Mobile payments, mobile marketing, mobile sales — retailers are almost as excited as their users are when it comes to the latest and greatest tablet or smartphone. But it’s not all positive news for brick-and-mortar stores, with headlines of “Retailers: Evolve or Die” and “Showrooming Takes Over.” What’s the deal? Should stores worry about how their tech-savvy customers shop (or don’t)? How do mobile devices influence customer behavior?
There may be debate on how to handle mobile retail, but no one’s denying its significance. Almost two thirds of all Americans, 65%, own a smartphone. That makes them more common than game consoles or digital cable – and additionally, Americans spend more time on their smartphones than on their PCs. However retailers adapt to mobile, they can’t ignore its presence.
66% of retailers are interested in using mobile POS services like Square — but only 42% are either offering mobile POS programs or planning trials. The gap between consumers and retailers “on mobile” is significant, and retailers looking to create a seamless buying experience should look into turning this pain point into an opportunity for cross-selling and upselling via mobile POS.
In 2013, American retailers got half the holiday foot traffic of three years prior. That sounds dire, but not only did 2013 holiday sales statistics meet expectations, they rose 2.7%. 2014 holiday sales grew even more. And the uptick in mobile usage didn’t just turn into showrooming and Amazon.com purchases — it was estimated to influence upwards of 50% of retail store sales. This indicates that not only are customers still shopping in stores, but in fact retailers’ mobile integrations are key to increasing how much shoppers spend while in brick-and-mortar locations.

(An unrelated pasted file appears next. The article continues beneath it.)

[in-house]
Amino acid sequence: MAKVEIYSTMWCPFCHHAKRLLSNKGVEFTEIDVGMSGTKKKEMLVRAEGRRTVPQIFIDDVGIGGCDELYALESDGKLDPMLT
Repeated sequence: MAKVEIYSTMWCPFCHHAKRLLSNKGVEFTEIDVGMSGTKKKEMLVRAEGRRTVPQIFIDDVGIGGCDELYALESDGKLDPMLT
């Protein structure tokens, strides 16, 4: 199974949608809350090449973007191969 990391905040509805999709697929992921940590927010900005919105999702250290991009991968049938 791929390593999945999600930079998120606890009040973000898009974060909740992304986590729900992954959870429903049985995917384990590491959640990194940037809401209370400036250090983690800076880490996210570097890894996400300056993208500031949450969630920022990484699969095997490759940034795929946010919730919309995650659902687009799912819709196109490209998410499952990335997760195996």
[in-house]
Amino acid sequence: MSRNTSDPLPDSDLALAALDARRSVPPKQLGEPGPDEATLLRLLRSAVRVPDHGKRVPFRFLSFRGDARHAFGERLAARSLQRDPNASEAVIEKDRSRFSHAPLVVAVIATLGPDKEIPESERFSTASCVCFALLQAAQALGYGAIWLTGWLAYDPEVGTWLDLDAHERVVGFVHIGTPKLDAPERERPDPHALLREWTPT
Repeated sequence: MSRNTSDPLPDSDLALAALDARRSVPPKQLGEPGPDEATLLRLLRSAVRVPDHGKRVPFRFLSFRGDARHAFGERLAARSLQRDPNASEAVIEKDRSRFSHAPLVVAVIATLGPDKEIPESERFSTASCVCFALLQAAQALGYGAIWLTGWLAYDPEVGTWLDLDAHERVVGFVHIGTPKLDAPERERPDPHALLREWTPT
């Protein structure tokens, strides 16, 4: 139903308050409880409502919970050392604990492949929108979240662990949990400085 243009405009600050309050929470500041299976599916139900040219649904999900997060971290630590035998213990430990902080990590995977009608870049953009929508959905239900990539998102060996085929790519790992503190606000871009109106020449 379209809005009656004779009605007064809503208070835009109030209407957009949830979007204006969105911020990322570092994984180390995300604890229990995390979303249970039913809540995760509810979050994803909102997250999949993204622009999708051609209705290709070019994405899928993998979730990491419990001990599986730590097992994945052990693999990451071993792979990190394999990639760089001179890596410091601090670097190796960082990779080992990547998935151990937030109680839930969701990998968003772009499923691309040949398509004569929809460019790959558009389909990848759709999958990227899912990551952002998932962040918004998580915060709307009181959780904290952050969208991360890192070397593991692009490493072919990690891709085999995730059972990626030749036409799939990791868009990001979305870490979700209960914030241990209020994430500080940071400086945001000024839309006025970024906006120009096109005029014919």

Ready for a surprising fact? 22% of Americans 18 and older say their mobile device usage makes them shop in stores more often. That’s almost a fourth of the adult population – and of that same market audience, 70% regularly use a smartphone or tablet. Additionally, customers using mobile devices convert at a 40% higher rate. That doesn’t sound like “Showrooming Takes Over” — that sounds like a growing market segment showing strong sales.
So the facts say that yes, customers are using mobile devices more than ever — but that’s not a bad thing. In fact, it opens new doors for brick-and-mortar retailers and can even help raise conversion rates. The key is making sure retailers understand their customers and how they experience their stores — and ensuring that every store takes advantage of the seamless shopping consumers have grown to expect.